Today would have been the 100th birthday of the rather marvellous Julia Child, chef, author, TV star and darling of Americans everywhere.
I came across Julia Child when I saw the film Julie and Julia. The Julie in the film is a young woman in New York, stuck in a depressing job dealing with victims of 9/11. Slowly succumbing to unhappiness she decides to cook every recipe in Julia Child’s Mastering the Art of French Cooking in a year and blog about it as she goes along. Her journey is half of the film the other half is about Julia’s life – taken from her autobiography.
It is a gentle and whimsical film and gives an insight into the woman who seems to have single-handedly introduced French cuisine to America. A woman who outside of America few had heard of before the film.
In the UK of my youth we had fabulous TV chef Fanny Craddock, born in England but with French ancestors. She was assisted on her TV programme by her husband Johnnie who seemed to be under the influence of alcohol much of the time and was bossed about relentlessly by his Betty Davis look-a-like wife (or so she seemed to me). She married him after being misinformed about the death of her previous husband who it turned out was still alive and well and refusing to give her a divorce. I found her terrifying and Johnnie looked like he did too. He would be ordered about the kitchen in her gravelly, 150 cigarettes a day voice and only allowed to speak when spoken to but he certainly made some memorable utterances – ending the Fanny Craddock Christmas special with the immortal line “may all your mince pies be like Fanny’s”.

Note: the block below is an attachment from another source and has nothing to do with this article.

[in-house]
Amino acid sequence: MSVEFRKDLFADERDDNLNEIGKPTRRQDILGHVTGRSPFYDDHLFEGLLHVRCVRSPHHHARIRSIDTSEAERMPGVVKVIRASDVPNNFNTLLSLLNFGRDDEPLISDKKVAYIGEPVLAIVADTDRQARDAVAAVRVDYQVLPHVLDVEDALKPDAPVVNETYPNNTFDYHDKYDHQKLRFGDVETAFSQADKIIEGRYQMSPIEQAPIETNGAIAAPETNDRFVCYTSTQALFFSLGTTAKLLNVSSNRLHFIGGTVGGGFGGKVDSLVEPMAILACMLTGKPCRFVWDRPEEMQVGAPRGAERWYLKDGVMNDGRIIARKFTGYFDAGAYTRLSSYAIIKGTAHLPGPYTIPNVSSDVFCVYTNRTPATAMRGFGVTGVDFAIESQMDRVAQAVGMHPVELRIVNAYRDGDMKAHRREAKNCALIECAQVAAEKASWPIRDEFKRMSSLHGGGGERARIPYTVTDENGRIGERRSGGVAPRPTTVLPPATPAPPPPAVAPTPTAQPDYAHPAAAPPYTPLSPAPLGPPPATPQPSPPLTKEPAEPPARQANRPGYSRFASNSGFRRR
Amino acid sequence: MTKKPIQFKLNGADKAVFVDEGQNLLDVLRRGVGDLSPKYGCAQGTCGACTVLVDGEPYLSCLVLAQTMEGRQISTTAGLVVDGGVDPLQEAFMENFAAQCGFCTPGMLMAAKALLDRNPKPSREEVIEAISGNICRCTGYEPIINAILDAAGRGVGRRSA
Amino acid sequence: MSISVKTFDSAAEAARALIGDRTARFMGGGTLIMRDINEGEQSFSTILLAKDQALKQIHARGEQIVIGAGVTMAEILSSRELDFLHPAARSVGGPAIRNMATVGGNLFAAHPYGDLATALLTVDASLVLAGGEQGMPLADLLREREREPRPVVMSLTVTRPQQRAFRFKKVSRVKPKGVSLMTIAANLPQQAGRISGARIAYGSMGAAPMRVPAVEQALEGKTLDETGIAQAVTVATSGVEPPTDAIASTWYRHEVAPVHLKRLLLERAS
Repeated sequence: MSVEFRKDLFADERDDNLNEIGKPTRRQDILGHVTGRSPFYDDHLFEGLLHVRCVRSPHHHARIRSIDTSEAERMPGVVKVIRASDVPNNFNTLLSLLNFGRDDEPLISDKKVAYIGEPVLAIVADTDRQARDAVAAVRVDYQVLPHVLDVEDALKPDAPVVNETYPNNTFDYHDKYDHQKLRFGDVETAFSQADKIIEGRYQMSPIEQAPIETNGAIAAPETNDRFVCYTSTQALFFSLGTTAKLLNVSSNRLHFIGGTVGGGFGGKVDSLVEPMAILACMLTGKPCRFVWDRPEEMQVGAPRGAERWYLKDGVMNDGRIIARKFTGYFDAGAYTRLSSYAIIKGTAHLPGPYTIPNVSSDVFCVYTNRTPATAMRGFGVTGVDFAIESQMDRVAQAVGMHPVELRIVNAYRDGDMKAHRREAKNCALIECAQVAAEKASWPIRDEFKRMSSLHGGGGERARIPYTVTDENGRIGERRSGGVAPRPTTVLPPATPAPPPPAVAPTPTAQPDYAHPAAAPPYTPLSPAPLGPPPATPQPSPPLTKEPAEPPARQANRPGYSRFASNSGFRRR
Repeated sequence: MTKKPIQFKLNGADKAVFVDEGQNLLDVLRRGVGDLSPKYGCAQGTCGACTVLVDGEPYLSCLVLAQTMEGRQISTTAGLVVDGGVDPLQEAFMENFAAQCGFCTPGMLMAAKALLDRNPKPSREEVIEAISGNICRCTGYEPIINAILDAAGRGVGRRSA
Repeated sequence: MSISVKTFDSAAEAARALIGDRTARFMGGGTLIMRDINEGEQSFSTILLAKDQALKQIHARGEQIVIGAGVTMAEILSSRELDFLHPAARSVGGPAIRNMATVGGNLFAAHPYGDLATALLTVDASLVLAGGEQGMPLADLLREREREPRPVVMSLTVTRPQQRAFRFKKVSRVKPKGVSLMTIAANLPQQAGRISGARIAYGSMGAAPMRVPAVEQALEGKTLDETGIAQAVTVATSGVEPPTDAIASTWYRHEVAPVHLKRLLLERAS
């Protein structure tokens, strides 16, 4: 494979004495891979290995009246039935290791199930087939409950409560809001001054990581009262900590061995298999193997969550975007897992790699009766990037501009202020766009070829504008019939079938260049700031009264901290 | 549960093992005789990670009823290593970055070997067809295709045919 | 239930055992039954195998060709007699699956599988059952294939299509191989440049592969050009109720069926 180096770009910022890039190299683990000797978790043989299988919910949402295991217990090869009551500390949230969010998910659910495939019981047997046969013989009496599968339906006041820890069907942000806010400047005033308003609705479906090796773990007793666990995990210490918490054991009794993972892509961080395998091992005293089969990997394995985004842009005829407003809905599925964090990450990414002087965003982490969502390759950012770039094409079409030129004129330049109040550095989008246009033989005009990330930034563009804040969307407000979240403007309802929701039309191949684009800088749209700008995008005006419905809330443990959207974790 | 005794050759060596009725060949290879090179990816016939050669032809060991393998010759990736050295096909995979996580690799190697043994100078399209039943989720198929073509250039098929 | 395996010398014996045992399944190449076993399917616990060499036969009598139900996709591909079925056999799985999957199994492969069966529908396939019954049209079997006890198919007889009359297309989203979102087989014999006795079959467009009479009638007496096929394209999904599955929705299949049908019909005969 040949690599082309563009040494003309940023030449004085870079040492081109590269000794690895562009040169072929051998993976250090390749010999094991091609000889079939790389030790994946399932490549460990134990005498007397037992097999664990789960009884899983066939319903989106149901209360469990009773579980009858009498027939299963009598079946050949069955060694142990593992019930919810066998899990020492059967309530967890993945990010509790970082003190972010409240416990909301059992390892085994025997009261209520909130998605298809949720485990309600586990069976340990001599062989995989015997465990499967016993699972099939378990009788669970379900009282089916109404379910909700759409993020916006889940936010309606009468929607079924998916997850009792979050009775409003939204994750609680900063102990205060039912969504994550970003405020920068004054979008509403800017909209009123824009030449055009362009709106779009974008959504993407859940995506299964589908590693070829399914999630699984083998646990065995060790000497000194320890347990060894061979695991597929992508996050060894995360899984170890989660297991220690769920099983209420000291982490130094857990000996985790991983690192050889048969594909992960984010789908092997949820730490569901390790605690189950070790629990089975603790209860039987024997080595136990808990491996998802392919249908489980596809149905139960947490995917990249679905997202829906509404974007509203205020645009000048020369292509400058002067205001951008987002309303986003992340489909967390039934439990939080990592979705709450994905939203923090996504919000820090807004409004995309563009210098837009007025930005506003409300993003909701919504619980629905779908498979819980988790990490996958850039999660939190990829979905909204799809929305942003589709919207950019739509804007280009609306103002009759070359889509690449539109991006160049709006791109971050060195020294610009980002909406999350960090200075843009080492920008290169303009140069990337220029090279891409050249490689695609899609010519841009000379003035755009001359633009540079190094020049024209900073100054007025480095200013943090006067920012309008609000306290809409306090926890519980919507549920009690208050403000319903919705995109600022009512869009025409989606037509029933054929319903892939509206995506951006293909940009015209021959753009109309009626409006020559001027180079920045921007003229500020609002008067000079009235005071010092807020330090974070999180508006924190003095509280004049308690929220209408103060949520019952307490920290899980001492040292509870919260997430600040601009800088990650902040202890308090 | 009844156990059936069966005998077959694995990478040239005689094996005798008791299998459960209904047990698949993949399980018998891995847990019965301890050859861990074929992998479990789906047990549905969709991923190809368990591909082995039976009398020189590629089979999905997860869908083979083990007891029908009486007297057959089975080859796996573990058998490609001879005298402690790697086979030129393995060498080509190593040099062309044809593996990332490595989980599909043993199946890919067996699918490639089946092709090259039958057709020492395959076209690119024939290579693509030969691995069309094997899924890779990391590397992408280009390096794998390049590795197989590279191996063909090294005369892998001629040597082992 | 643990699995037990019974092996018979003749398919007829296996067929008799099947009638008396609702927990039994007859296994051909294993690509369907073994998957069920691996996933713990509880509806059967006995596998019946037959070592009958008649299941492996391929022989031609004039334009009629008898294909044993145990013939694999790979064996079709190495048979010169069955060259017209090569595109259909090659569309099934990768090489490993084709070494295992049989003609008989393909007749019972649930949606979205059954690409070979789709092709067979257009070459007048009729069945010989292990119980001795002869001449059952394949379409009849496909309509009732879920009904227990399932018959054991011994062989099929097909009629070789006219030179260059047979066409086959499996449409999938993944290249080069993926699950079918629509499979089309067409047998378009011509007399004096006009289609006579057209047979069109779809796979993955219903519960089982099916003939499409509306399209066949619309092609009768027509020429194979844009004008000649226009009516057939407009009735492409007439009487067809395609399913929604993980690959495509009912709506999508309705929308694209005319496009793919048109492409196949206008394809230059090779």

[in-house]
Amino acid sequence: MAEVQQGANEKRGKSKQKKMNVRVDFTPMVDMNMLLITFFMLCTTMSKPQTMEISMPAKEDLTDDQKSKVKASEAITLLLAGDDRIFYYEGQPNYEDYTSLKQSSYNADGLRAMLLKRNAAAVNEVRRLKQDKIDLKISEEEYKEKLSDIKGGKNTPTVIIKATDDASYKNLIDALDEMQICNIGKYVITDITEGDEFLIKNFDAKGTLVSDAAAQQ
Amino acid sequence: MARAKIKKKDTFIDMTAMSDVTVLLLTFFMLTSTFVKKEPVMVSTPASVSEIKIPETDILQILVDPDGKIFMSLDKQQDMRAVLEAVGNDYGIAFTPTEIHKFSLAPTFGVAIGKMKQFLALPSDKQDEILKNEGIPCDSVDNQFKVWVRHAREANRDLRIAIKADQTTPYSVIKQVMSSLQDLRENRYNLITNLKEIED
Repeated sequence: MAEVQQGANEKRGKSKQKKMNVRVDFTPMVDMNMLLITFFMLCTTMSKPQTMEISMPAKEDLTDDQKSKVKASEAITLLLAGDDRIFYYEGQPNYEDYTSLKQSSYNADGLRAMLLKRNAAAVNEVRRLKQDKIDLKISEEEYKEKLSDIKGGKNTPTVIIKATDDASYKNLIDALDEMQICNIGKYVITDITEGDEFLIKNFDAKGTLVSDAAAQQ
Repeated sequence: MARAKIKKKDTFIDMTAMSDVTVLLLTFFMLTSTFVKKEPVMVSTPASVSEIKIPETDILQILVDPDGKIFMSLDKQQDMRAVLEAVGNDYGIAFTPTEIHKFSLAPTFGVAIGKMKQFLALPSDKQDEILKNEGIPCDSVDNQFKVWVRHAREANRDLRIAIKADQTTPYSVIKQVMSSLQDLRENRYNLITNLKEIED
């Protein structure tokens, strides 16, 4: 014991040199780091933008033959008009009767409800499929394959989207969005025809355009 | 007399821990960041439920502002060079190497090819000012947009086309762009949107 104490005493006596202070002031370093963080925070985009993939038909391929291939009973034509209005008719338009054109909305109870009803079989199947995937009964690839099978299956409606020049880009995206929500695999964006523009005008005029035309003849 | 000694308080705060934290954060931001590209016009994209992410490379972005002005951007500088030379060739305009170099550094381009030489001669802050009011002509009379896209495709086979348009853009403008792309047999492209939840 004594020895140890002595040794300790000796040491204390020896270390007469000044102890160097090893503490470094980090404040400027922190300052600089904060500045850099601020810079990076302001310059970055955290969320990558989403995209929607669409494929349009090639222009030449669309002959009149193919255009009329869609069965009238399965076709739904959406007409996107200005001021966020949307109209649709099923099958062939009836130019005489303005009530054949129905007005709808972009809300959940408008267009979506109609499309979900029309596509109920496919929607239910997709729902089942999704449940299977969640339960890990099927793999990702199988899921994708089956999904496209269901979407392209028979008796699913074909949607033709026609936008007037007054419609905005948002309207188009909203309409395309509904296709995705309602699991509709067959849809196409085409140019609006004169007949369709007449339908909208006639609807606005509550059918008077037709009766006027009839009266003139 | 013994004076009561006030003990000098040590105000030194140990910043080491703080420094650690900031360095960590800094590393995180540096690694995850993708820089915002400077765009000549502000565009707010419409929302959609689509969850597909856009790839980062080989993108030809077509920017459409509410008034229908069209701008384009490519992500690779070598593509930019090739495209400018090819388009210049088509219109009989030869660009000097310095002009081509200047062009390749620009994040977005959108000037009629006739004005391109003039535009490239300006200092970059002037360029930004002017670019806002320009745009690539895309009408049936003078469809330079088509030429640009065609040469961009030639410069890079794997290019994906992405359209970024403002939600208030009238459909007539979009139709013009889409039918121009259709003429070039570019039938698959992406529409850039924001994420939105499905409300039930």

Julia Child is undoubtedly America’s most famous TV chef and cook book author and after I saw the film I was left wanting to know more about her so I read the book “My Life in France” written by Julia and her nephew Alex Prud’homme. It’s a wonderful book; the strength of character of this indomitable and indefatigable lady is abundant on every page. She never dwells on bad things but glides over them as if they are not the most important thing and she moves on to something else – you get the feeling that there are sad times and bad times but she is pragmatic, intrepid and she has an infectious joy of life. Her love of France, her delight in her discovery of French cuisine “I was 32 when I started cooking. Up until then, I just ate”, her enthusiasm for hard work and her great sense of humour easily won me over.
Since then I’ve watched some YouTube clips of her TV shows – at times amateur, fiendishly funny and not remotely pompous, irreverent, full of laughter and fun – hugely inspirational. You get the feeling she made her audience feel that they too could produce great food and – importantly – enjoy preparing it. Of course if you read the book you will know that Julia actually put an immense effort into learning how to cook, how to transform a great French recipe into an accessible American great French recipe, and the time that she spent on “cookery bookery” was nothing short of heroic.
In the US there are plenty of plans underway to celebrate the life of this extraordinary woman – restaurants serving her dishes, TV programmes, DVD releases, press features and books dedicated to her, there is even one about Julia Child and her cat. Eight years after her death Julia has become more popular than ever as people continue to discover her wonderful talent as a chef, presenter and writer. I think a fitting tribute is to give the last word to Julia herself though this typically Julia statement:
“The best way to execute French cooking is to get good and loaded, then whack the hell out of a chicken. Bon appétit. ”